Alongside an assortment of Anfield midfield supremos – Jimmy Case, Souness, Ian Callaghan and Terry McDermott to name a few – Kennedy was the epitome of consistency and class, while his knack of scoring crucial goals, smoothly ghosting into the penalty area from deep areas, contributed to Liverpool being virtually unstoppable for most of his eight-year spell. In many respects, he redefined the role of the wide midfielder, his multi-functional skills ensuring Liverpool were as balanced as they were skilful and physically dominant across the centre of the pitch.

A fellow North Easterner, Kennedy was in some respects a reflection of his most celebrated manager, Paisley; a humble, understated genius, often seen as the support act for the seemingly more charismatic and dominant personalities around him, just as his boss was often in the shadow of Bill Shankly.

Indeed, Kennedy’s arrival for a club-record fee of £200,000 was relegated to an afterthought on the day of his planned unveiling.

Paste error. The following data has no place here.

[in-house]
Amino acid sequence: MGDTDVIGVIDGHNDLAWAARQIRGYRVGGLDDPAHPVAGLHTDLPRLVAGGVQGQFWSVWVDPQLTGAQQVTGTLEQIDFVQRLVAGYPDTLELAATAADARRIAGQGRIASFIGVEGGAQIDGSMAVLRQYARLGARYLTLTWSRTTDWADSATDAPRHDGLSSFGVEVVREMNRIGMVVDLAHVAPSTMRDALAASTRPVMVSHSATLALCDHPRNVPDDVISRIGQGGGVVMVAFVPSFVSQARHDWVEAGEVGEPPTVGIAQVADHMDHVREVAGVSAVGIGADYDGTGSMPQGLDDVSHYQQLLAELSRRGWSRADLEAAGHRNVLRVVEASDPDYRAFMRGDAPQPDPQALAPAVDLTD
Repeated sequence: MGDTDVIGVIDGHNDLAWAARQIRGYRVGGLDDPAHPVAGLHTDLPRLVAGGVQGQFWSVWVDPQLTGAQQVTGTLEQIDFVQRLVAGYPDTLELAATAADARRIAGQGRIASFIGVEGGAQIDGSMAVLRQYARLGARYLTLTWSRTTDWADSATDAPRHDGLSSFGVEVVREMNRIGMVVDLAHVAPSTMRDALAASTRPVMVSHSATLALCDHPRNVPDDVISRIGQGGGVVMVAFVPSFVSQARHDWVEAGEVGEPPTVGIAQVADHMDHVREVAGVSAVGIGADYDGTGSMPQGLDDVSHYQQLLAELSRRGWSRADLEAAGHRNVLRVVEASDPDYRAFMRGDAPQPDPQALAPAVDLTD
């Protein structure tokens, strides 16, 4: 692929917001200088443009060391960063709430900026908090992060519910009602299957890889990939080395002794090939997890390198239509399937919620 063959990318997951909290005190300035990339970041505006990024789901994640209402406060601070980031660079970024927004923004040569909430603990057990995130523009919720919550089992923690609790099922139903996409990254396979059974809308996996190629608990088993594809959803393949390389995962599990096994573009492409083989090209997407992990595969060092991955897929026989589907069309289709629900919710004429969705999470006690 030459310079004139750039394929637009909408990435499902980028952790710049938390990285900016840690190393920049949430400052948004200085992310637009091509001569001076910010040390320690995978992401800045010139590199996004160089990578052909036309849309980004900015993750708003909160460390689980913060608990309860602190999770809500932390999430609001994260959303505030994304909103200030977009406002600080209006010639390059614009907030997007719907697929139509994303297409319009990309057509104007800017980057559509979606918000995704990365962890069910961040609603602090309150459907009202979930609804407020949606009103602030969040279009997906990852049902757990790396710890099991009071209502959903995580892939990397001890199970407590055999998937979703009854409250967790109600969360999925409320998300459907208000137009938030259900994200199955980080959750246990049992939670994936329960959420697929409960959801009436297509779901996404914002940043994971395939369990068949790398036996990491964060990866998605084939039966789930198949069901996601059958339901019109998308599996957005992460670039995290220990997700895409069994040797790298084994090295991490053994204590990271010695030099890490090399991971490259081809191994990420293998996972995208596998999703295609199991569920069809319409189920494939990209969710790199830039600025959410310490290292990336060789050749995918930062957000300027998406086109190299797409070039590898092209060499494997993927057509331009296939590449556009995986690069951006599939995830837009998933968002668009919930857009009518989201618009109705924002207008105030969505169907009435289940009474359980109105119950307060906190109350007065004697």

Reporters gathering at Anfield anticipating an introduction to the new recruit were instead met with the glum face of chairman John Smith alongside Shankly. Shankly announced his immediate retirement, offering Kennedy as a lavish farewell gift.

“He was at the top of my list of wanted men,” Shankly said. “Maybe it will be said that one of the last things I did at this club was to sign a great new player.”

Kennedy was tracked by Liverpool for several years before signing. He played against Shankly’s team at Wembley in the 1971 FA Cup final as a 19-year-old, helping Arsenal add the cup to the title they had already sealed with a Kennedy header against Spurs the previous week. He was an old-fashioned centre-forward then, with strength and touch, scoring 26 times in that glorious Highbury season.